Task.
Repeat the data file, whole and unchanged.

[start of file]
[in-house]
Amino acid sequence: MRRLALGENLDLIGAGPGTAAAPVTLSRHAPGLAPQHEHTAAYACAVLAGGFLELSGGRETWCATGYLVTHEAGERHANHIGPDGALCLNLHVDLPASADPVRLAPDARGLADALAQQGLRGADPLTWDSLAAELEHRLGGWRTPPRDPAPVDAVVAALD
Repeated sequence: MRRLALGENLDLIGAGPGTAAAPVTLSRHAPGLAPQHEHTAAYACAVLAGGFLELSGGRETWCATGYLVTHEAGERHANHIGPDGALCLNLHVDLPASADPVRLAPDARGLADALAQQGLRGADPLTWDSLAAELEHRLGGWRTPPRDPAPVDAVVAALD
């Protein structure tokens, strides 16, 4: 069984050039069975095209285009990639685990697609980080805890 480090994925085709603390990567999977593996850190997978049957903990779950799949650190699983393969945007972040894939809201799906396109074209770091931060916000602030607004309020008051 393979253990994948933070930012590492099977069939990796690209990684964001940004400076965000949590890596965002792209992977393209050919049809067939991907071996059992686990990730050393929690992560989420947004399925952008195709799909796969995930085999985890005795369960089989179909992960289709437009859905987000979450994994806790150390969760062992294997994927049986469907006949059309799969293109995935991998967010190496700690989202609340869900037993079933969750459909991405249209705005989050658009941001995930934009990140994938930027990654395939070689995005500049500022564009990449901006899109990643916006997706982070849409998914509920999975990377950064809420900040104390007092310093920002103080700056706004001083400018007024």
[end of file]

[in-house]
Amino acid sequence: MRRLALGENLDLIGAGPGTAAAPVTLSRHAPGLAPQHEHTAAYACAVLAGGFLELSGGRETWCATGYLVTHEAGERHANHIGPDGALCLNLHVDLPASADPVRLAPDARGLADALAQQGLRGADPLTWDSLAAELEHRLGGWRTPPRDPAPVDAVVAALD
Repeated sequence: MRRLALGENLDLIGAGPGTAAAPVTLSRHAPGLAPQHEHTAAYACAVLAGGFLELSGGRETWCATGYLVTHEAGERHANHIGPDGALCLNLHVDLPASADPVRLAPDARGLADALAQQGLRGADPLTWDSLAAELEHRLGGWRTPPRDPAPVDAVVAALD
């Protein structure tokens, strides 16, 4: 069984050039069975095209285009990639685990697609980080805890 480090994925085709603390990567999977593996850190997978049957903990779950799949650190699983393969945007972040894939809201799906396109074209770091931060916000602030607004309020008051 393979253990994948933070930012590492099977069939990796690209990684964001940004400076965000949590890596965002792209992977393209050919049809067939991907071996059992686990990730050393929690992560989420947004399925952008195709799909796969995930085999985890005795369960089989179909992960289709437009859905987000979450994994806790150390969760062992294997994927049986469907006949059309799969293109995935991998967010190496700690989202609340869900037993079933969750459909991405249209705005989050658009941001995930934009990140994938930027990654395939070689995005500049500022564009990449901006899109990643916006997706982070849409998914509920999975990377950064809420900040104390007092310093920002103080700056706004001083400018007024």